Shinran and Shin Buddhism: Historical Background

Shinran (1173-1262): Founder of Shin Buddhism, contemporary of Dōgen (1200-1253)

Shin Buddhism, Jōdo Shinshū, largest sect of Japanese Buddhism

Shin Buddhism is also the largest sect of Pure Land Buddhism

Pure Land Buddhism: Indian Mahayana Buddhism

Originates in India with some of the earliest Mahayana Sutras:

Larger Sukhāvatiī-vyūha Sūtra (Larger Sutra of Eternal Life)

Smaller Sukhāvatiī-vyūha Sūtra (Amida Sutra)

Amitāyurdhyāna Sūtra (Visualization Sutra)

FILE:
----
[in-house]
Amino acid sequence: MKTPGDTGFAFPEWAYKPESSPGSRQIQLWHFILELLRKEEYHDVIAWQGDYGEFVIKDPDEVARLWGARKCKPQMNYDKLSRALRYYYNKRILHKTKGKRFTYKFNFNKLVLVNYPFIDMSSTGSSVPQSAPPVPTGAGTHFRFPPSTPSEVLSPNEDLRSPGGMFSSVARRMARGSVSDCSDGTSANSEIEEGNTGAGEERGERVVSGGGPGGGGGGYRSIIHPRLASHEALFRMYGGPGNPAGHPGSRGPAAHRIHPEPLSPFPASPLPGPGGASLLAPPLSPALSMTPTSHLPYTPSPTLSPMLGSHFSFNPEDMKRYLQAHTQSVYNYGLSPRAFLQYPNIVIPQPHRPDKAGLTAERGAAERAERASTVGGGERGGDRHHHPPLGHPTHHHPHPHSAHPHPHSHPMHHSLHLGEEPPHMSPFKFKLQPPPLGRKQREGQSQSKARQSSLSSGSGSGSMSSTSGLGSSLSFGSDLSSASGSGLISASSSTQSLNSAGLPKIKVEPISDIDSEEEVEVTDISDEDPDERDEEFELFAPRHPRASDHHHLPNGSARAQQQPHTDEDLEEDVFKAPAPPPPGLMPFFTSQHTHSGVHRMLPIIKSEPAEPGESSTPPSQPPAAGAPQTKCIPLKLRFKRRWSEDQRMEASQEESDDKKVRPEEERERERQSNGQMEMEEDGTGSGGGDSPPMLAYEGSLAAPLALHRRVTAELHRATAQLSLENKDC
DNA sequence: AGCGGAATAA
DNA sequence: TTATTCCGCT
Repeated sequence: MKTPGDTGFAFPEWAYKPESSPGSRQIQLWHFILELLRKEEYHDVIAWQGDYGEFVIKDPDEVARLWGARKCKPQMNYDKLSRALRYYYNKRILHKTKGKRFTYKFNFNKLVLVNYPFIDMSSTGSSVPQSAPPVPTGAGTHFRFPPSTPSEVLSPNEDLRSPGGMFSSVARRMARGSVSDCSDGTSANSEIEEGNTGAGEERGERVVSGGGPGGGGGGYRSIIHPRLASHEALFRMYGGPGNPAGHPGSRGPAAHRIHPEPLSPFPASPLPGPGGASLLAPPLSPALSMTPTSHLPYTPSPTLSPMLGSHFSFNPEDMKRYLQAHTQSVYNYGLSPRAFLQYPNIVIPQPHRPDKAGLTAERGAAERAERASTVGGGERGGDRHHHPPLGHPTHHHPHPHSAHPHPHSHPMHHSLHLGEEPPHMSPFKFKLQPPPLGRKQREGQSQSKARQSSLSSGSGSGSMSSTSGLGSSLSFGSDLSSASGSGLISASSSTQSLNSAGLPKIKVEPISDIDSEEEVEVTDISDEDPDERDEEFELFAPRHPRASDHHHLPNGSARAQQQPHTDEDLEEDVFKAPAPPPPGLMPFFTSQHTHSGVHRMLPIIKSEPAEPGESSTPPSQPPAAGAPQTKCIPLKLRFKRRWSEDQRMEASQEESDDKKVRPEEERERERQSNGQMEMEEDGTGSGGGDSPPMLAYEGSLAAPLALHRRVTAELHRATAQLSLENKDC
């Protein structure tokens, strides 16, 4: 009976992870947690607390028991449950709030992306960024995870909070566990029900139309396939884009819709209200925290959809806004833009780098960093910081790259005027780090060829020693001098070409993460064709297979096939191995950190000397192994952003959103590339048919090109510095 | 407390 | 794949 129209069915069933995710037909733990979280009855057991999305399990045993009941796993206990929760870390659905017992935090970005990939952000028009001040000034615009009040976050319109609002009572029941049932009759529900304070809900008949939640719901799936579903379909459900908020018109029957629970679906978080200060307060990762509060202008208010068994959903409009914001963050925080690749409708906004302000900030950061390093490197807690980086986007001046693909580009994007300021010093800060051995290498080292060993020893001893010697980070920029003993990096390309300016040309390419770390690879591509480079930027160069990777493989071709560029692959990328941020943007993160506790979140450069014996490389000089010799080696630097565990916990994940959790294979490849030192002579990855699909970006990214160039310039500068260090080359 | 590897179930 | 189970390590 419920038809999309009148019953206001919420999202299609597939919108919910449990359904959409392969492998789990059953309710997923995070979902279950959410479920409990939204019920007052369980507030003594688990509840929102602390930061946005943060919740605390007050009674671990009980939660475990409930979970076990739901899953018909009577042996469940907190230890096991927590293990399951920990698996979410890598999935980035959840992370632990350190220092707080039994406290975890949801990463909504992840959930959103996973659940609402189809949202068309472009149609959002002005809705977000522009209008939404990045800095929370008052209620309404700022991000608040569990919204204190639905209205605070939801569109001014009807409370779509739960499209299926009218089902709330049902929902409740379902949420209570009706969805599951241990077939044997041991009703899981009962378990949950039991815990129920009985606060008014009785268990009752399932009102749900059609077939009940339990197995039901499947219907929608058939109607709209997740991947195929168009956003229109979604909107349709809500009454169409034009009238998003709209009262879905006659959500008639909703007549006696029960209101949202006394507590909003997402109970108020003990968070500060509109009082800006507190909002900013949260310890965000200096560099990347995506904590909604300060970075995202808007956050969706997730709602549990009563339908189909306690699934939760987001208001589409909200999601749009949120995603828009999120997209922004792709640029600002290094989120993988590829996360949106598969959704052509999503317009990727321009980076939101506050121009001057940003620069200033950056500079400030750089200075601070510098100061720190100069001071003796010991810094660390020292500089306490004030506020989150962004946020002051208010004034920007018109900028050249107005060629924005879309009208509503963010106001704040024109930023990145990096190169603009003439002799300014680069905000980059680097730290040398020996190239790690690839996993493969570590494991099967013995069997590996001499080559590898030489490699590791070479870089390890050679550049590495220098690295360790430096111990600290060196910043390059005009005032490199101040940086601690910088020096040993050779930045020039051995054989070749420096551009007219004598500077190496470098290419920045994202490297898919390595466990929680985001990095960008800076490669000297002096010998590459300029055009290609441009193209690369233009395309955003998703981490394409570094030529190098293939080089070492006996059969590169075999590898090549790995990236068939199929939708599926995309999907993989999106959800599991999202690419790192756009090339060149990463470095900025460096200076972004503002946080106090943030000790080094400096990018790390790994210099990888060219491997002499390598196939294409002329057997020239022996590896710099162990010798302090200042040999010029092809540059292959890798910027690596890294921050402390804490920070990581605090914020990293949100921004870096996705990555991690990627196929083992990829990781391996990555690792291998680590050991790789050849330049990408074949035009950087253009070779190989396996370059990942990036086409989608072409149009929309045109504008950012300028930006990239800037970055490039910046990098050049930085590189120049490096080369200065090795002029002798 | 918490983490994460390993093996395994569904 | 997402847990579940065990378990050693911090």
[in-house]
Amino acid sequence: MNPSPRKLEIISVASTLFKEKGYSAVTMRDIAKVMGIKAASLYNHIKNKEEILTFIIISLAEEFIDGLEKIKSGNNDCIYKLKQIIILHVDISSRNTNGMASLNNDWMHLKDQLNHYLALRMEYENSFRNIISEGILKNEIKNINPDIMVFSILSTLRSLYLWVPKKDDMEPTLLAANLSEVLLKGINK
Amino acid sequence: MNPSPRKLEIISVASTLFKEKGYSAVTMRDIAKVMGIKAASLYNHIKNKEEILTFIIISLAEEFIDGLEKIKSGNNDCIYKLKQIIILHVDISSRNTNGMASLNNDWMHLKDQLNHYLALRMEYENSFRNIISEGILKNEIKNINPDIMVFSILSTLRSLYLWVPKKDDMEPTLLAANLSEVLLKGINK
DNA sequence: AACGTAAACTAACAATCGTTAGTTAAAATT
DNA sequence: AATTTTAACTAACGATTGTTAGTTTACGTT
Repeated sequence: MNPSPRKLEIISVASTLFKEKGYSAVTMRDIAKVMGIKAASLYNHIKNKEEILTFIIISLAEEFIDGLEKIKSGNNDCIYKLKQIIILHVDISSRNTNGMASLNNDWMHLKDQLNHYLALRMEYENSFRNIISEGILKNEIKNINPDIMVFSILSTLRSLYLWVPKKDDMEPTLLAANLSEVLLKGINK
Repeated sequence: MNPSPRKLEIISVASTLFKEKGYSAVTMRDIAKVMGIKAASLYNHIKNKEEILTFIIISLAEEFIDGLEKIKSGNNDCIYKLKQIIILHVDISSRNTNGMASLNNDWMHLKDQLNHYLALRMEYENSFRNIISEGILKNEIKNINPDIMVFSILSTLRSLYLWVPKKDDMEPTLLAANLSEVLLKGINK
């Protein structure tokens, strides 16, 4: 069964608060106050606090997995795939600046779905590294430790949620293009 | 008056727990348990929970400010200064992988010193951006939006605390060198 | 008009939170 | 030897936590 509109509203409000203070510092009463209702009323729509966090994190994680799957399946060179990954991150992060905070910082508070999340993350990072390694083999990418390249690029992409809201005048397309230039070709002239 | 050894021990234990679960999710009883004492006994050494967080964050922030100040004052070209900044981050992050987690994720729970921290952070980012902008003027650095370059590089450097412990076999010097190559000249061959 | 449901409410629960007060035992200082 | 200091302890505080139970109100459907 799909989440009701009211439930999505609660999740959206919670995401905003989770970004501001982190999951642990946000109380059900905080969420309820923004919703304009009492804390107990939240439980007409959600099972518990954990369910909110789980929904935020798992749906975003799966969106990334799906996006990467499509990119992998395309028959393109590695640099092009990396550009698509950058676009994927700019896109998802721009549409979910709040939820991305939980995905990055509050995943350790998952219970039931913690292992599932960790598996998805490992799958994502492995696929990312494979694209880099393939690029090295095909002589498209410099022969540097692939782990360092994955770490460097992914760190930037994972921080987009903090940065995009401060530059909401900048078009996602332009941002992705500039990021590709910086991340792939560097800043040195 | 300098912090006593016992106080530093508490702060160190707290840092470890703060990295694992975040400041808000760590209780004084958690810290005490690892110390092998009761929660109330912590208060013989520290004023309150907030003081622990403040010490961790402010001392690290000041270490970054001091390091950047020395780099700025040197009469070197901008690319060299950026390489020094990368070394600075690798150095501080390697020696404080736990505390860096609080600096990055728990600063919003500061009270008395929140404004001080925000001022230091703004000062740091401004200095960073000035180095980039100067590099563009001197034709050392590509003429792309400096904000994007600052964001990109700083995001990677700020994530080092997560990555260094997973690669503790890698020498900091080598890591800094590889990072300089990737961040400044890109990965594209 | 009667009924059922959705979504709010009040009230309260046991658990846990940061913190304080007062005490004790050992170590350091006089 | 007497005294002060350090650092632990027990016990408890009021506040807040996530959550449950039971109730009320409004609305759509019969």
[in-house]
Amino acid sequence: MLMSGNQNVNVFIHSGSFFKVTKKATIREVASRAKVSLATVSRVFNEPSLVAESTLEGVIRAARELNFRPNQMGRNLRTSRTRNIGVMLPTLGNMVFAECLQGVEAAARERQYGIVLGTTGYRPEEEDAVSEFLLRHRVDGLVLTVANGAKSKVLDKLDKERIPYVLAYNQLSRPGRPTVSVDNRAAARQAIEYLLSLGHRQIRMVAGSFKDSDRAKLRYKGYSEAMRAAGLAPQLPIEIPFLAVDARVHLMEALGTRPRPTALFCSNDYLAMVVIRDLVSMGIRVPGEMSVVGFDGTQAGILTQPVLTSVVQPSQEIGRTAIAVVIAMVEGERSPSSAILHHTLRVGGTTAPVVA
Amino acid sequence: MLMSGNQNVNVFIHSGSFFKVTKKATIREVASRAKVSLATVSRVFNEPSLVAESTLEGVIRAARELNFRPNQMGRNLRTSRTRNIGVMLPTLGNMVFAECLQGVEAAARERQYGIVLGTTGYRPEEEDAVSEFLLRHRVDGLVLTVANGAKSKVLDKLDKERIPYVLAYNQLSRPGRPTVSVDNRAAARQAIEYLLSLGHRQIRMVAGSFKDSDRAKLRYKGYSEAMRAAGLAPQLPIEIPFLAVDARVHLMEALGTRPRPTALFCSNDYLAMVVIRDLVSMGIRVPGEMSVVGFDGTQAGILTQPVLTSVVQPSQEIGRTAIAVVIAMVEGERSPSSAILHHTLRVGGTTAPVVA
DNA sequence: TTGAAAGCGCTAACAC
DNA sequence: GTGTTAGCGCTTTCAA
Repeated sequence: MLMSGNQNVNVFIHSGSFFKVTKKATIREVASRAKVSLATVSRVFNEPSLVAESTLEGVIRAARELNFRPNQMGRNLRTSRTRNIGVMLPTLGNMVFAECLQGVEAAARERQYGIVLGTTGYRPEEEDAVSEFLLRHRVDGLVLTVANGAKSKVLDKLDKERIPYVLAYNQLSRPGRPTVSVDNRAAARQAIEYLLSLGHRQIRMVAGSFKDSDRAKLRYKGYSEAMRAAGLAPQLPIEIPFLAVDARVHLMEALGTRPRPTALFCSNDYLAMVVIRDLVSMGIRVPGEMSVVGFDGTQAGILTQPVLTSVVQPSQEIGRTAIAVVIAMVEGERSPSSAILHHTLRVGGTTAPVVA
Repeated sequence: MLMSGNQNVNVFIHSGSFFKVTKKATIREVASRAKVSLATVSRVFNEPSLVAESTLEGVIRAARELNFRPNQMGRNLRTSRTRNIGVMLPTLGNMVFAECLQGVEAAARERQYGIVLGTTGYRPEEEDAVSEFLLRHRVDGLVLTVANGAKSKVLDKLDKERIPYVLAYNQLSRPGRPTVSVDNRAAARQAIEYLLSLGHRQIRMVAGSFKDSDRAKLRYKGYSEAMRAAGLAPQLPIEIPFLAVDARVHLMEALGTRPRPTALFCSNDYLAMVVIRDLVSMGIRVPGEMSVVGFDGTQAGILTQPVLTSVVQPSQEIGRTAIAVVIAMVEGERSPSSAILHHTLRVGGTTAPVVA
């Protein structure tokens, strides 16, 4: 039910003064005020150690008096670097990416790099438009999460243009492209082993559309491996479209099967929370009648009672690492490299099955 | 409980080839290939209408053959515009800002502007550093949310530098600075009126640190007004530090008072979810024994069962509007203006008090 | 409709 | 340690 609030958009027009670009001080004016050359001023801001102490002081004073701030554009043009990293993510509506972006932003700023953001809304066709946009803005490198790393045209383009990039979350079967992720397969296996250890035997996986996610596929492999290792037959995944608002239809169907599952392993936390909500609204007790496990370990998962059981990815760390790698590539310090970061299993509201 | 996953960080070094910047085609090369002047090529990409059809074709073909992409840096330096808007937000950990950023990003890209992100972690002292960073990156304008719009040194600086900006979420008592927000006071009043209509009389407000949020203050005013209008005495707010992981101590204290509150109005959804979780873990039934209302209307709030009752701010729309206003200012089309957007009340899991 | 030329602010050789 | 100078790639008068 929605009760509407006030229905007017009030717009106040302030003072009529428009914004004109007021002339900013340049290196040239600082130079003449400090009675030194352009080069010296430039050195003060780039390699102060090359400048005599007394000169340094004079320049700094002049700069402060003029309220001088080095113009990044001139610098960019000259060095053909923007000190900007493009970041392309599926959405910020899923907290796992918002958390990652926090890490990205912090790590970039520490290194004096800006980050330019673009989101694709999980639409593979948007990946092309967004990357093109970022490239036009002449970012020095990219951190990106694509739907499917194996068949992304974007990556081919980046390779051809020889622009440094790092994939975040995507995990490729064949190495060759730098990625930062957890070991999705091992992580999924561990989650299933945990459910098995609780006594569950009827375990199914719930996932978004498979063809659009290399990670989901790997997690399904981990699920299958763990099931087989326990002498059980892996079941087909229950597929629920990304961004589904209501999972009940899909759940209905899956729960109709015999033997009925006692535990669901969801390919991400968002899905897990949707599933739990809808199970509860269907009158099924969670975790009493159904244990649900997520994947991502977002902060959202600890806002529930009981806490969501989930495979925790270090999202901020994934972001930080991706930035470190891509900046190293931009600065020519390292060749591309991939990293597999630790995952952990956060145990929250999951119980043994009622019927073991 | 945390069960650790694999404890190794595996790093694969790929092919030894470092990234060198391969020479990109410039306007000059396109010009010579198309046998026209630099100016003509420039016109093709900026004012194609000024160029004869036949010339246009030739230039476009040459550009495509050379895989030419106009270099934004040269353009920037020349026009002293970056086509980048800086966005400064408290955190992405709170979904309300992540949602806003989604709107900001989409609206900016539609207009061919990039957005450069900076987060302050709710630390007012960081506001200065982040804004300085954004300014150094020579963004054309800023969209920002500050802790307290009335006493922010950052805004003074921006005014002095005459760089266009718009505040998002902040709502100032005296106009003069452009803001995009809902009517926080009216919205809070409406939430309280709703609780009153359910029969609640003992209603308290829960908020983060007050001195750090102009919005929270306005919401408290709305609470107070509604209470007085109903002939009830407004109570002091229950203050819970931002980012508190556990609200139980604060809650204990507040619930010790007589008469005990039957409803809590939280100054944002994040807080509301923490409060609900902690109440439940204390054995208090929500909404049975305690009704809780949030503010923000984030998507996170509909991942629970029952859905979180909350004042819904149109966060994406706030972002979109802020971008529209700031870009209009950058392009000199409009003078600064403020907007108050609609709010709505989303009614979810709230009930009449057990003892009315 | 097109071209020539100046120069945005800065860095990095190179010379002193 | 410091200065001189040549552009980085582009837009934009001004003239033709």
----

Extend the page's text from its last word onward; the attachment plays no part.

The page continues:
According to Shinran:

There are Seven Masters of Pure Land Buddhism:

India: Nāgārjuna, Vasubandhu

China: Tanluan, Daochuo, Shandao

Japan: Genshin, Hōnen

From within Shinran’s perspective, practices develop from those focused on visualization and meditation to chanting or saying the name of Amida Buddha (Amitābha Buddha, Amitāyus Buddha).

Apart from the above, there are many sutras that include or present aspects of Amitābha/Amitāyus.

There are also other masters of Pure Land Buddhism, such as Huiyuan (334-416) who is known for asserting the independence of Buddhist monastics in relation to the Chinese state, as found in his work, On Why Monks Do Not Bow Down before Kings (404).